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Undernauts: Labyrinth of Yomi review

Venture into the Labyrinth of Yomi and you’ll find a remarkably relevant context alongside traditional dungeon crawl mechanics. The developer’s latest is undoubtedly one of the best efforts.

Undernauts: Labyrinth of Yomi
Platform: PC, PlayStation 4, Switch, Xbox One
Review Platform: PlayStation 4
Developers: Experince Inc.
Publisher: Aksys Games
Release date: October 28th (console), November 4th (PC)
Availability: Physical & digital delivery
Language: Japanese voice, English subtitles
Price: $49.99

From Wizardry, Etrain Odyssey, Demon Gaze, to Mary Skelter, the dungeon crawl has been an enduring sub-genre. Rooted in the thrill of exploration and the tensions associated with taut, turn-based battles, these kinds of adventures often replicate role-playing’s table-top roots. Although other kind of role-playing games might offer intense action or gratification from complex character arcs, crawls habitually replicate the delights of playing Dungeons & Dragons.

The downside of course, is that they rigidly adhere to the foundations of Gary Gygax and Dave Arneson’s popular fantasy-themed franchise. While it’s undeniably fun cleaving through hordes of skeletons and orcs with a sword-wielding barbarian and using a loyal cleric to heal your party, there are probably moments when you need to break free from routine. If that’s the case, you might want to consider delving into Undernauts: Labyrinth of Yomi.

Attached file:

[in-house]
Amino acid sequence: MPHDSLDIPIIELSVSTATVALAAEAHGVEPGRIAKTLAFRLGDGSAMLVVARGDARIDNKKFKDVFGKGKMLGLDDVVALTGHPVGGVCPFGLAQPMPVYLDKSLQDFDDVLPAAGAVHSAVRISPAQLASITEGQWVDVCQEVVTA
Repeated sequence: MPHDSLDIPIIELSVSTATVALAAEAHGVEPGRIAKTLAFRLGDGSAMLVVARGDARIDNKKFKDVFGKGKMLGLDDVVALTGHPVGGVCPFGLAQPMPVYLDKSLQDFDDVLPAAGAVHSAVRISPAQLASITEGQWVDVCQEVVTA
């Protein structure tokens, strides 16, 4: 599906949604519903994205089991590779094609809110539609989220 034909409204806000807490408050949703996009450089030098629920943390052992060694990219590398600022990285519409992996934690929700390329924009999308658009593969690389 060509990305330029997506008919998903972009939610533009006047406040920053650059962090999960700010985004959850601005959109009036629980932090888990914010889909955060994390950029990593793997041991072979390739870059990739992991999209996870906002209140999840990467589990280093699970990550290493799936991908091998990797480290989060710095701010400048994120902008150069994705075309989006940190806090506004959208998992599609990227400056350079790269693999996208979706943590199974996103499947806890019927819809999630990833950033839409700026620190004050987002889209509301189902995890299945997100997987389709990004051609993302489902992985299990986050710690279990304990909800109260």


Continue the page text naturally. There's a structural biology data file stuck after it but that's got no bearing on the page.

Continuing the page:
A Dedication to Dungeoneering

Some titles, such as Zen Studios’ Operencia: The Stolen Sun reflect a developer dabbling with dungeon skulking. But Hachioji-shi, Tokyo-based Experience Inc. are dedicated to the sub-genre, crafting seventeen different crawls since 2008. This kind of commitment sets them apart from most studios. The PlayStation 4, Xbox One, Switch, and PC release of Labyrinth of Yomi demonstrates not only a mastery of the fundamentals, but an inclination to break away from high fantasy formula.

Delve into the title and you find an unusually contemporary context. Set in an alternative 1979 Tokyo, the title’s eponymous maze emerges from ground of the massive metropolis. Investigation discovers that there’s treasure buried in the mysterious subterranean network. But there’s also a great deal of peril, with creatures eager to devour any unfortunate explorers they encounter.

Yomi = Land of the Dead

While that’s a fairly standard set-up, Undernauts injects the title with sociopolitical intrigue. A monolithic corporation named Cassandra has begun to venture downward, eager to stake a claim against envious rival companies. But echoing the themes of Squid Game, Experience imagines a working classes with few opportunities recruited for life-threatening work. Although the character creation module uses templates to construct backstories for your adventurers, it’s easy to develop an affinity for the game’s underdogs. And when’s the last time you really empathized with a dungeon party member?